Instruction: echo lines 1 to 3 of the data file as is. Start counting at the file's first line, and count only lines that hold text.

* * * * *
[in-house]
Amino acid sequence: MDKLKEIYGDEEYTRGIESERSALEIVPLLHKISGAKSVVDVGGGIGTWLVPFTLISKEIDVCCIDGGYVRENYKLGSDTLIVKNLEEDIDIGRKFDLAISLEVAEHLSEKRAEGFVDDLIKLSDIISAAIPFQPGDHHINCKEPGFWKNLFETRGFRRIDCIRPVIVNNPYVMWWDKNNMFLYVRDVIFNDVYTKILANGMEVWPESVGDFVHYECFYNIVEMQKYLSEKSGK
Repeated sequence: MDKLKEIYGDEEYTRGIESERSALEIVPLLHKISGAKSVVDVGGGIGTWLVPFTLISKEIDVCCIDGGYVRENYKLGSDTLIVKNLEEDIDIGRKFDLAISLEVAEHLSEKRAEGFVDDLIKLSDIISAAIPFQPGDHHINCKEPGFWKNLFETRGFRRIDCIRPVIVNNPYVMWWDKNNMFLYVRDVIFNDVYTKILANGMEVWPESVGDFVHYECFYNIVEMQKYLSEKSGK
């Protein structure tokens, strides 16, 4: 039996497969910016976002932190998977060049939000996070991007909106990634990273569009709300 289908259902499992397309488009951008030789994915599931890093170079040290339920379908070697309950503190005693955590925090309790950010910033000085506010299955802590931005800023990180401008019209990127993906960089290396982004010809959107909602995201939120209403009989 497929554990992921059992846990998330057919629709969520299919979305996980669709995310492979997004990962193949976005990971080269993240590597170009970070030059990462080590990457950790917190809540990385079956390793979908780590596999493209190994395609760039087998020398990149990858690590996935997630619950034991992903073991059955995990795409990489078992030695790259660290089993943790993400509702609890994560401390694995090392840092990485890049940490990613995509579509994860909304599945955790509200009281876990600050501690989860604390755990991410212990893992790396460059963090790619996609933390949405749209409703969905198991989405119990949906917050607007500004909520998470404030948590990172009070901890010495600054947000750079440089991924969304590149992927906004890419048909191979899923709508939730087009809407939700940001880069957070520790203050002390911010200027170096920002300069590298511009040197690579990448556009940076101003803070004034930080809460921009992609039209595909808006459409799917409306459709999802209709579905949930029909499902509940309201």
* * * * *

[in-house]
Amino acid sequence: MDKLKEIYGDEEYTRGIESERSALEIVPLLHKISGAKSVVDVGGGIGTWLVPFTLISKEIDVCCIDGGYVRENYKLGSDTLIVKNLEEDIDIGRKFDLAISLEVAEHLSEKRAEGFVDDLIKLSDIISAAIPFQPGDHHINCKEPGFWKNLFETRGFRRIDCIRPVIVNNPYVMWWDKNNMFLYVRDVIFNDVYTKILANGMEVWPESVGDFVHYECFYNIVEMQKYLSEKSGK
Repeated sequence: MDKLKEIYGDEEYTRGIESERSALEIVPLLHKISGAKSVVDVGGGIGTWLVPFTLISKEIDVCCIDGGYVRENYKLGSDTLIVKNLEEDIDIGRKFDLAISLEVAEHLSEKRAEGFVDDLIKLSDIISAAIPFQPGDHHINCKEPGFWKNLFETRGFRRIDCIRPVIVNNPYVMWWDKNNMFLYVRDVIFNDVYTKILANGMEVWPESVGDFVHYECFYNIVEMQKYLSEKSGK